Reducing pitch of a spar buoy

Discussion in 'Stability' started by floating, Apr 22, 2013.

  1. floating
    Joined: Jun 2009
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    floating Junior Member

    For a spar buoy of about 1m diameter and 10m draft, I am tasked with designing a mooring that will reduce the spar's pitch in moderate waves. The present mooring design is a compliant single-leg mooring with a bridle that attaches to the spar. Would adding other mooring legs (3 legs instead of 1) reduce the pitch? I am not supposed to alter the structure of the spar (e.g. adding a counterweight or buoyancy), just the mooring.
     
  2. MikeJohns
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    MikeJohns Senior Member

    Usually you look at the forcing function and change the mass of the spar buoy to de-tune the response. But this sounds like a simple stability issue. I think you'd be better off modifying the buoy than the mooring. Greater displacement required by the sound of it.
     
  3. tom28571
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    tom28571 Senior Member

    While working with an old Navy whaleboat for a race committee boat, I find that plastic cone shaped "flopper stoppers" are great in reducing rolling by reducing vertical motion of each side. Hanging a set of these (properly sized) under the spar should work with no modification to the spar itself.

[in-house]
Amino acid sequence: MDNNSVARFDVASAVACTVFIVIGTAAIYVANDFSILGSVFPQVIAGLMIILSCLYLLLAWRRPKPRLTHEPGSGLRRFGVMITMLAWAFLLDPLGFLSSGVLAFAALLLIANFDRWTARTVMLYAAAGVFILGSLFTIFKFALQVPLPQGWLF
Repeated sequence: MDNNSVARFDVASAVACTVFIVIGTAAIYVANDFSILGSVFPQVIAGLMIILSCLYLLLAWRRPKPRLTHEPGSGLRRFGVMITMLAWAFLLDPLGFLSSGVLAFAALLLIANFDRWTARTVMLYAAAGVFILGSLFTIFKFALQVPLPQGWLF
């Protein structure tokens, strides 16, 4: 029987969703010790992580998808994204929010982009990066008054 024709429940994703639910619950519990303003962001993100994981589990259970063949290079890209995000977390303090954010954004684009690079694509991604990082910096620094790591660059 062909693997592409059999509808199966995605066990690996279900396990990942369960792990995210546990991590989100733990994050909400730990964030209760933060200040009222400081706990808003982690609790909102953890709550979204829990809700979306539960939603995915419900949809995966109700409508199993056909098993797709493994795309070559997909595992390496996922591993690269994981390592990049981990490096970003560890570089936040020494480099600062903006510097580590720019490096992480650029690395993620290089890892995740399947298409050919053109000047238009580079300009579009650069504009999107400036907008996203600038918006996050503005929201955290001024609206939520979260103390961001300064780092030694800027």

4. jehardiman
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    jehardiman Senior Member

    By "pitch" I assume you mean off vertical axis motion. And by 'bridle" do you mean a two point attachment to the buoy as opposed to a single swivel at the bottom center of the spar?

    As Mike and Tom imply, unless you want to go a 6-point rigid mooring (...not advised)the only way to change the response is to change the ratio of mass to drag of the buoy for the frequency of waves to want to minimize. Note this does not fix the response issue, just pushes it to other frequencies where you don't care about the response. Without seeing the spar and mooring design, not much more can be said. There are a whole lot of things that can be tried. Go get a copy of Buoy Engineering by Henri Berteaux of WHOI, John Wiley & sons 1976 or his 1991 re-write.
     

  5. floating
    Joined: Jun 2009
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    floating Junior Member

    Yes, by pitch I mean the declination from vertical in any direction, and by bridle I mean a 2-point attachment to the spar's side. The bridle goes to a subsurface float, then a line goes from the float to an anchor.
    Thanks everyone - the message is consistent that a mooring is not going to reduce the spar's excessive pitching motions in waves.
     
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